Working the street, I can’t even count how many times I withstood curses, screaming tantrums, aggressive and menacing encroachments on my safety zone, and outright challenges to my authority. In the vast majority of such encounters, I was able to peacefully resolve the situation without using force. Cops deploy their training and their intuition creatively, and I wielded every trick in my arsenal, including verbal judo, humor, warnings and ostentatious displays of the lethal (and nonlethal) hardware resting in my duty belt. One time, for instance, my partner and I faced a belligerent man who had doused his car with gallons of gas and was about to create a firebomb at a busy mall filled with holiday shoppers. The potential for serious harm to the bystanders would have justified deadly force. Instead, I distracted him with a hook about his family and loved ones, and he disengaged without hurting anyone. Every day cops show similar restraint and resolve incidents that could easily end up in serious injuries or worse.

Note how Dutta unsubtly conflates genuinely dangerous things — like threatening to set off a gas bomb — with curses, "tantrums," and "outright challenges to my authority." This sleight-of-hand miscategorization is how cops convince us they need the power to order us to refrain from gathering in one place to protest or put away that menacing cell phone or stop being developmentally disabled around them. See, cops know what is dangerous, and if you say they shouldn't be able to tell you not to do whatever they say is dangerous, you're really saying you should be allowed to set off gasoline bombs at the mall.

We are still learning what transpired between Officer Darren Wilson and Brown, but in most cases it’s less ambiguous — and officers are rarely at fault. When they use force, they are defending their, or the public’s, safety.

"Rarely" is an empirical term; Dutta does not cite evidence. Certainly cops are very rarely deemed responsible by the justice system for use of force. But a rather rather large number of people are killed by police every year; we don't know exactly how many, and we have no reliable resource to test law enforcement asserts that the killings are justified. Never mind lesser violence, like tasing and pepper spraying people, or things not classified as uses of force, like forcible torture and rape of suspects under the guise of "investigation," or situations where police got innocent people killed through idiocy.

But this is Dutta's main point:

Even though it might sound harsh and impolitic, here is the bottom line: if you don’t want to get shot, tased, pepper-sprayed, struck with a baton or thrown to the ground, just do what I tell you. Don’t argue with me, don’t call me names, don’t tell me that I can’t stop you, don’t say I’m a racist pig, don’t threaten that you’ll sue me and take away my badge. Don’t scream at me that you pay my salary, and don’t even think of aggressively walking towards me. Most field stops are complete in minutes. How difficult is it to cooperate for that long?

Note now nicely this dovetails with Dutta's first point. First, Dutta gets to decide what is dangerous and what he can order you to cease doing. Because gas bombs! Second, if you keep doing it, that's a tasing. Or a beating. Or a shooting.

Dutta's message is this: a cop can always tell you what to do, and you have to take it, or else. (The "else" is violence.)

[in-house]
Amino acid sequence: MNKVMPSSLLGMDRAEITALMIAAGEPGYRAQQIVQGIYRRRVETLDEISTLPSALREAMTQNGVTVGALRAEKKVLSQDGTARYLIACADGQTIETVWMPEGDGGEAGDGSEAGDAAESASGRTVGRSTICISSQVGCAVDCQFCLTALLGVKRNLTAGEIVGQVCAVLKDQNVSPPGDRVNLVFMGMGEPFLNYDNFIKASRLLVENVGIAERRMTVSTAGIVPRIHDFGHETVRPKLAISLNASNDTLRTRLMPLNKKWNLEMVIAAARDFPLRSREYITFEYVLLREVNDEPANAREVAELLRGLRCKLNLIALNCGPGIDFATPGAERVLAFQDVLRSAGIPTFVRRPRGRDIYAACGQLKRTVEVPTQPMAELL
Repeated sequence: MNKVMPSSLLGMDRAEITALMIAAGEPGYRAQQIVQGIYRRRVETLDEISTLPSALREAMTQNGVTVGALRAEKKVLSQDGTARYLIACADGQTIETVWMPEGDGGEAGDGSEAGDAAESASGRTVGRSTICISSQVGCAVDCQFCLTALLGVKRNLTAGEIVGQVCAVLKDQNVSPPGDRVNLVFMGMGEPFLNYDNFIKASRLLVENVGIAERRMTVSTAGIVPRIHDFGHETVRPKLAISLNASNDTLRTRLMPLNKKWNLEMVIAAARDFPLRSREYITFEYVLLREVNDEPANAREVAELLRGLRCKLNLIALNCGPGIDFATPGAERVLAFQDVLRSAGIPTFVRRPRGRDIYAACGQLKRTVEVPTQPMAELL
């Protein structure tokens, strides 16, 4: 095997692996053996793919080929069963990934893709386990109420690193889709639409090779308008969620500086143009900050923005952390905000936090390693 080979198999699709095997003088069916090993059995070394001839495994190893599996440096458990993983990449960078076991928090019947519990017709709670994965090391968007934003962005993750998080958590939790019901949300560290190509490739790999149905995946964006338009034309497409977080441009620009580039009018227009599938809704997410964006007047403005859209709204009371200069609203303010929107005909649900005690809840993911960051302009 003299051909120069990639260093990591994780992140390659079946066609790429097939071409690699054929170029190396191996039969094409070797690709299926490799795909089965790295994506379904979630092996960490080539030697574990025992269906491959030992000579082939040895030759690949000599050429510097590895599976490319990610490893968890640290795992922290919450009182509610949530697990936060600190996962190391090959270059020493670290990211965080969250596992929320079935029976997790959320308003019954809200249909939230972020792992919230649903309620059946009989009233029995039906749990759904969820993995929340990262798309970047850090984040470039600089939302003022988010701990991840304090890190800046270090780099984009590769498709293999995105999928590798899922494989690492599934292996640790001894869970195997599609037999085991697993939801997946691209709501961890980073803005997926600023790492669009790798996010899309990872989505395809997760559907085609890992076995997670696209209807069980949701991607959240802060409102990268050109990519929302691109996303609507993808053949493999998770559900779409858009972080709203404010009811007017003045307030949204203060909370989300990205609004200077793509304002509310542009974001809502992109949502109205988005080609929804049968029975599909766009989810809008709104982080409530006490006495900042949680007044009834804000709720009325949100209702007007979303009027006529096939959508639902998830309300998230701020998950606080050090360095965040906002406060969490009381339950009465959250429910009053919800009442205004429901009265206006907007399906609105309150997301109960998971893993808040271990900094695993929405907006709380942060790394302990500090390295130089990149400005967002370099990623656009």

We have a justice system in which you are presumed innocent; if a cop can do his or her job unmolested, that system can run its course. Later, you can ask for a supervisor, lodge a complaint or contact civil rights organizations if you believe your rights were violated. Feel free to sue the police! Just don’t challenge a cop during a stop.

This is either blissfully naive or breathtakingly dishonest. Do we have a justice system? By name, yes. Is it effective in deterring cops from abusing citizens or punishing them when they do? No. If you go and ask that supervisor to lodge a complaint, better have a lawyer's phone number, because you may get threatened and harassed. If you hope the cop will be charged criminally for misbehavior, you're going to be waiting a very long time for no result. When it comes to breaking the law, the system treats you one way and cops another.

But Dutta's rationales are mere window dressing. His core message is this:

Even though it might sound harsh and impolitic, here is the bottom line: if you don’t want to get shot, tased, pepper-sprayed, struck with a baton or thrown to the ground, just do what I tell you.

The outrageous thing is not that he says it. The outrageous thing is that we accept it.

Would we accept "if you don't want to get shot, just do what the EPA regulator tells you"? Would we yield to "if you don't want your kid tased, do what the Deputy Superintendent of Education tells you"? Would we accept "if you don't want to get tear gassed, just do what your Congressman tells you?" No. Our culture of individualism and liberty would not permit it. Yet somehow, through generations of law-and-order rhetoric and near-deification of law enforcement, we have convinced ourselves that cops are different, and that it is perfectly acceptable for them to be able to order us about, at their discretion, on pain of violence.

It's not acceptable. It is servile and grotesque.

Sunil Dutta Tells It Like It Is About American Policing © 2007-2014 by the authors of Popehat. This feed is for personal, non-commercial use only. Using this feed on any other site is a copyright violation. No scraping.

17 Aug 07:24

Norwegian atheist's velicoraptor trike

by Cory Doctorow

This guy is probably an asshole but man I want a dino bike.

Norwegian artist Markus Moestue pedalled it around the countryside to protest "the dogmatic religious education of children."

Crossing the Bible Belt [Markus Moestue]

(via JWZ)